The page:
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The Founding Fathers Guide to the Constitution

The Founding Fathers Guide to the Constitution

3.6 7
by Brion McClanahan

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What Does the Constitution Really Mean?

Are liberals right when they cite the “elastic” clauses of the Constitution to justify big government? Or are conservatives right when they cite the Constitution’s explicit limits on federal power? The answer lies in a more basic question: How did the founding generation intend for us to


What Does the Constitution Really Mean?

Are liberals right when they cite the “elastic” clauses of the Constitution to justify big government? Or are conservatives right when they cite the Constitution’s explicit limits on federal power? The answer lies in a more basic question: How did the founding generation intend for us to interpret and apply the Constitution? Professor Brion McClanahan, popular author of The Politically Incorrect Guide™ to the Founding Fathers, finds the answers by going directly to the source—to the Founding Fathers themselves, who debated all the relevant issues in their state constitutional conventions.
In The Founding Fathers’ Guide to the Constitution, you’ll discover:

  • How the Constitution was designed to protect rather than undermine the rights of States
  • Why Congress, not the executive branch, was meant to be the dominant branch of government—and why the Founders would have argued for impeaching many modern presidents for violating the Constitution
  • Why an expansive central government was the Founders’ biggest fear, and how the Constitution—and the Bill of Rights—was designed to guard against it
  • Why the founding generation would regard most of the current federal budget—including “stimulus packages”—as unconstitutional
  • Why the Founding Fathers would oppose attempts to “reform” the Electoral College
  • Why the Founding Fathers would be horrified at the enormous authority of the Supreme Court, and why the Founders intended Congress, not the Court, to interpret federal law

Authoritative, fascinating, and timely, The Founding Fathers’ Guide to the Constitution is the definitive layman’s guide to America’s most important—and often willfully misunderstood—historical document.

Editorial Reviews

From the Publisher
Praise for The Founding Fathers Guide to the Constitution

“For generations, left-wing judges, professors, and lawyers have told us that we can never know what the Constitution was supposed to mean, so judges are free to do what they want. Yet, in The Founding Fathers’ Guide to the Constitution, Brion McClanahan gives us a clear, clause-by-clause explanation of the original understanding of the Constitution. Constitutional government is possible, if only officials would be true to their oaths.”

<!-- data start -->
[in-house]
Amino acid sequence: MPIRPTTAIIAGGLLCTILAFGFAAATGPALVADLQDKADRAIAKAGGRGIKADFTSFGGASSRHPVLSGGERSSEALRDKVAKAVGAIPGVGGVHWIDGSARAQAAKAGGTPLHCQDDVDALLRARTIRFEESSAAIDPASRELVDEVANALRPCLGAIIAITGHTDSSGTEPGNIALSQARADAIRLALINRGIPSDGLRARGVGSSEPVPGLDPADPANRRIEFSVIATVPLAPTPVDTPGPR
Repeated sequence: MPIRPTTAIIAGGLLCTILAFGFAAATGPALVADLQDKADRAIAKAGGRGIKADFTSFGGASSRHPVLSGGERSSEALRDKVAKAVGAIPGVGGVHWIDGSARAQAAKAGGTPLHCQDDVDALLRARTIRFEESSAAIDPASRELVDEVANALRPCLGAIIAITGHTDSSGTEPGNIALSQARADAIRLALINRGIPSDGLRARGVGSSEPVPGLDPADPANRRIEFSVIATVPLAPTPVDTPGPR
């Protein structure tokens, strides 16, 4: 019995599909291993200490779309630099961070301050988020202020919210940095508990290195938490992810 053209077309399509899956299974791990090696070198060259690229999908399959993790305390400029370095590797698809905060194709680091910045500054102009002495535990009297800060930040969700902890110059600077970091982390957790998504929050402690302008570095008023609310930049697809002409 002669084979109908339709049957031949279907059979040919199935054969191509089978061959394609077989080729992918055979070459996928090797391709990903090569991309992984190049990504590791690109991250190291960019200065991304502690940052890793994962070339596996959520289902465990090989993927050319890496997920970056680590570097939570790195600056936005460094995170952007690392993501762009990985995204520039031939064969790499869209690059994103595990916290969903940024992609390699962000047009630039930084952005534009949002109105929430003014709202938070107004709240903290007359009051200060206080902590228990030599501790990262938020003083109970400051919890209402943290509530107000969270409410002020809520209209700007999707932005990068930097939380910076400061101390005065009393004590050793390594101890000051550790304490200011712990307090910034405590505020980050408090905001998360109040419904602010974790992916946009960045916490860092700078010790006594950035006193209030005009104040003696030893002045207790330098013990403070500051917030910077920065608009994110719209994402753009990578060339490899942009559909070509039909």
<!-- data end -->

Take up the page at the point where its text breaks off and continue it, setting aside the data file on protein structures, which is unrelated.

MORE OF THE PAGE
—Kevin R. C. Gutzman, J.D., Ph.D., author of The Politically Incorrect Guide™ to the Constitution

“The Constitution for the United States, like all human creations, has been changed by the inescapable ravages of time. Not only the passage of time, but ambition, rent-seeking, ignorance, deception, misunderstanding, ideology, and the lust for power have encrusted our basic instrument of government with layer upon layer of false assumptions and distorted postures that have blocked us from knowing its real meaning and intent. Dr. McClanahan, with insight, painstaking effort, and that rare thing, plain common sense, has presented here as good a picture as we will get of what the Constitution really meant to those who wrote and ratified it. This book is not only a notable feat of historianship, but also an important exercise of citizenship that will enlighten those who yearn for truth.”
—Clyde N. Wilson, Emeritus Distinguished Professor of History, University of South Carolina

“Professor McClanahan provides us with an invaluable window into the intent of all the Framers. This book can best be described as intellectual hard medicine. The readers’ minds will be purged of all the nonsense they have been taught about the Constitution so they can see the document as intended by the founding generation that produced it.”
—Dr. Marshall DeRosa, Professor of Political Science, Florida Atlantic University

“Brion McClanahan’s Founding Fathers’ Guide to the Constitution takes the guesswork out of what the Founders intended. It’s all here, in their own words, which any layman can understand—and just as important, use as the standard to assess the wayward judges, congressmen, and executives of our federal government.”